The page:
“We had everyone vote beforehand, and then were presented the vote as people were coming into the room. And then we discussed, ‘Did we get this right?’ in terms of the vote,” said Breuer.
“The way the voting system worked was like a ranking system, from 1 to 5, with 5 meaning the organization fully matched the Giving Circle’s selected criteria. That allowed me to easily add up points, and created a point system for winners,” said Odette Ponce. “We then let the giving circle make the decision and used the point system to back up that decision, and it worked out really well.”
People seemed to get more engaged in the process, and excited about the process, as the NEID Giving Circle moved toward decision time, and all that excitement appeared to bring most members to feeling very good about their giving — confident that the vote represented their intentions quite well.
And the Awardees are: (Drumroll, please!)
Dandelion Africa: Based in the Rift Valley of Kenya, Dandelion Africa’s mission is to improve the livelihoods of women and youth in marginalized areas. Wendo Aszed represented Dandelion Africa at the Gala, and talked about her own experiences of growing up as a woman in her community, where female genital cutting is a time-honored ritual, and where many women lack access to basic information about birth control. NEID awarded Dandelion Africa $30,000 to support the organization’s work educating both boys and girls on gender issues, including female genital cutting, in order to improve health and education outcomes for girls.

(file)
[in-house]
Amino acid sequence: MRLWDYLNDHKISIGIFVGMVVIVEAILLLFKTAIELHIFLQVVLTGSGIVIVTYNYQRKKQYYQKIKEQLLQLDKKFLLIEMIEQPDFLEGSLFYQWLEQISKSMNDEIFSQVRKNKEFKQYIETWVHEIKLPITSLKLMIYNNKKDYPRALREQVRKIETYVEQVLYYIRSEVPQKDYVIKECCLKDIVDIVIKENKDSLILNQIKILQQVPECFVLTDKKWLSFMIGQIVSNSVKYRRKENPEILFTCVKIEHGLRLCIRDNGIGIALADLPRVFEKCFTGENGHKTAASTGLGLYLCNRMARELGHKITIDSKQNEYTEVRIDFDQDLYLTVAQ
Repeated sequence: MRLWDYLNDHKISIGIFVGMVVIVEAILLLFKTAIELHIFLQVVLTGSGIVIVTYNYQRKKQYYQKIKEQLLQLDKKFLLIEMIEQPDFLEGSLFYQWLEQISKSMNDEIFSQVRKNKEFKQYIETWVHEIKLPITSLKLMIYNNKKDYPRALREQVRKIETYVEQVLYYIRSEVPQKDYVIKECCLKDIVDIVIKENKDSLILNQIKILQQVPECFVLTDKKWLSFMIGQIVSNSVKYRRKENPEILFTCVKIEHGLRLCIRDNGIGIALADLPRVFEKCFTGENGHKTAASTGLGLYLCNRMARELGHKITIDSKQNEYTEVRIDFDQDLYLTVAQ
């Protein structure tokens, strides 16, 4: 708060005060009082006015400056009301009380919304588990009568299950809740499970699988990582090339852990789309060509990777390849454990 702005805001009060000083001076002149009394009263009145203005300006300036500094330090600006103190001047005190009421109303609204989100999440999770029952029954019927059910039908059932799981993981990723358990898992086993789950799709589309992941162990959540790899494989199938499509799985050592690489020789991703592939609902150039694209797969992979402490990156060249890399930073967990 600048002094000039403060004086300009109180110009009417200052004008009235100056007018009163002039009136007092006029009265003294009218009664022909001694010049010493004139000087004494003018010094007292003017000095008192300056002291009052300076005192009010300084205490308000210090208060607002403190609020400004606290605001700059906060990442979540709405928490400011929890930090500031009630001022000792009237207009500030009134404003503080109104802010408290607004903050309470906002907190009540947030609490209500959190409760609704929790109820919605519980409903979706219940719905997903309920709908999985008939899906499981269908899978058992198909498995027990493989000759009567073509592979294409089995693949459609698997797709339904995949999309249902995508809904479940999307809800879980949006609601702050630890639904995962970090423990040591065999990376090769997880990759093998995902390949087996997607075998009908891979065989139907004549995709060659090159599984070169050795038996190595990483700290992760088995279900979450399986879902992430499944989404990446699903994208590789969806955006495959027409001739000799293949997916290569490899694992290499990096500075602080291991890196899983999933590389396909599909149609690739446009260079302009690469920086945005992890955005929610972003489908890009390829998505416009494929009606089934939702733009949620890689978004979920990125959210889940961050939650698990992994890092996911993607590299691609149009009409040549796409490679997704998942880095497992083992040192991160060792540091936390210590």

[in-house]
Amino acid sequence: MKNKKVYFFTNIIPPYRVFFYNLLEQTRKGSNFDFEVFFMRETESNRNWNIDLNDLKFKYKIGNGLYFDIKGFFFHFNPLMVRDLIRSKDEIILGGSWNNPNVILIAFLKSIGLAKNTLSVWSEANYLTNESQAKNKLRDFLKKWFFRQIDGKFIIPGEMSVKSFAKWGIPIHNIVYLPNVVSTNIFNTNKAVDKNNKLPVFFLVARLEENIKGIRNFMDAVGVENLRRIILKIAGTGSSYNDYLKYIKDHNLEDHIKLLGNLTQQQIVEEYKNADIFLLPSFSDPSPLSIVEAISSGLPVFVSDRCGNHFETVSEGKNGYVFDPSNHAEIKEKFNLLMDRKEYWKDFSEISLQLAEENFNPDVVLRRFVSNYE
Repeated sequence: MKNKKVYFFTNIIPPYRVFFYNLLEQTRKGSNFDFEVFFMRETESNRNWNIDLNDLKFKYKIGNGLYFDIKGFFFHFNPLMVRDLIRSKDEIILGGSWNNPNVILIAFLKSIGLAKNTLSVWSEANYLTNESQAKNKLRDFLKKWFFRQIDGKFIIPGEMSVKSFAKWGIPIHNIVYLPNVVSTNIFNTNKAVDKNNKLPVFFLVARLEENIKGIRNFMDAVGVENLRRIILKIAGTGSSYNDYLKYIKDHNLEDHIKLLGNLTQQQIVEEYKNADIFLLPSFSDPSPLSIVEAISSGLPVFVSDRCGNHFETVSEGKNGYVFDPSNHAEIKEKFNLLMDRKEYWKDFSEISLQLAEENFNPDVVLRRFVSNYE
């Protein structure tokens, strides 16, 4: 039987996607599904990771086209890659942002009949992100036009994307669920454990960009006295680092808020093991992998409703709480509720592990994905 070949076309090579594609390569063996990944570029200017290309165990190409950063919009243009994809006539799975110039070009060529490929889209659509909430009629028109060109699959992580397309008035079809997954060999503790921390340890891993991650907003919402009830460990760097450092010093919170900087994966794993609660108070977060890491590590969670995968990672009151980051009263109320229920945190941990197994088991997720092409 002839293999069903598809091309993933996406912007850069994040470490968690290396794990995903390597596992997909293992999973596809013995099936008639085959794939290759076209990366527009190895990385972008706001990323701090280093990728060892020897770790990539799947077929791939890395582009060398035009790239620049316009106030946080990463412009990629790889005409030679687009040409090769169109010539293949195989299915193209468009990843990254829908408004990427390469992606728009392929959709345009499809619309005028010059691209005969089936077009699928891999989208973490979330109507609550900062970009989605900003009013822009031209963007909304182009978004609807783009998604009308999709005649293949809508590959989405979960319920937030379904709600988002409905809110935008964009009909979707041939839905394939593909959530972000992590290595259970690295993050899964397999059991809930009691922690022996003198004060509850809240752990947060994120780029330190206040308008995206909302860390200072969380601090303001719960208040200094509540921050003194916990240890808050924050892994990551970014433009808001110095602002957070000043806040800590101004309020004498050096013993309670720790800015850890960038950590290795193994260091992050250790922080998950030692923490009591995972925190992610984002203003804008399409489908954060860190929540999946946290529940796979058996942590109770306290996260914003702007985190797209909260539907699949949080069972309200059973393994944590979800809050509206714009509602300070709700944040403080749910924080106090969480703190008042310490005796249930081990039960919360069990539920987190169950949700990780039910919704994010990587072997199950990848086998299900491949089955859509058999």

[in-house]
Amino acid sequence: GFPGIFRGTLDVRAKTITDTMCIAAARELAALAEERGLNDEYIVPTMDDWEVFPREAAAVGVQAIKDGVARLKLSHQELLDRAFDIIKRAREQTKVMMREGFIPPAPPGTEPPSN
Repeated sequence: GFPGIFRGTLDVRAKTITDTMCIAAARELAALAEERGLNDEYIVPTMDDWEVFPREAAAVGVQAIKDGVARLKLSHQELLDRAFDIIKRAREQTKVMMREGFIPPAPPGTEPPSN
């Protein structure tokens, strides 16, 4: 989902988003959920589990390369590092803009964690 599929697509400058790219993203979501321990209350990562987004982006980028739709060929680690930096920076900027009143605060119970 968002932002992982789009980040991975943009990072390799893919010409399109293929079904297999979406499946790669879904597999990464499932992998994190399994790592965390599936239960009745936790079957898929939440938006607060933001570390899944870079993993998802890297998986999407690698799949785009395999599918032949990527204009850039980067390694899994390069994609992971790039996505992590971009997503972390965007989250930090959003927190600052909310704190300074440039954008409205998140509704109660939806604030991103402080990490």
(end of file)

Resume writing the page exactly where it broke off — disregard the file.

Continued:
CREATE!: This organization works in rural Senegal to empower women and girls. CREATE! partners with women’s cooperatives to foster economic growth and teach sustainable agriculture. The program improves food security and access to clean water using renewable solar energy. NEID Giving Circle awarded $20,000 to CREATE! to support women and girls in rural Senegal participating in training in sustainable market gardening.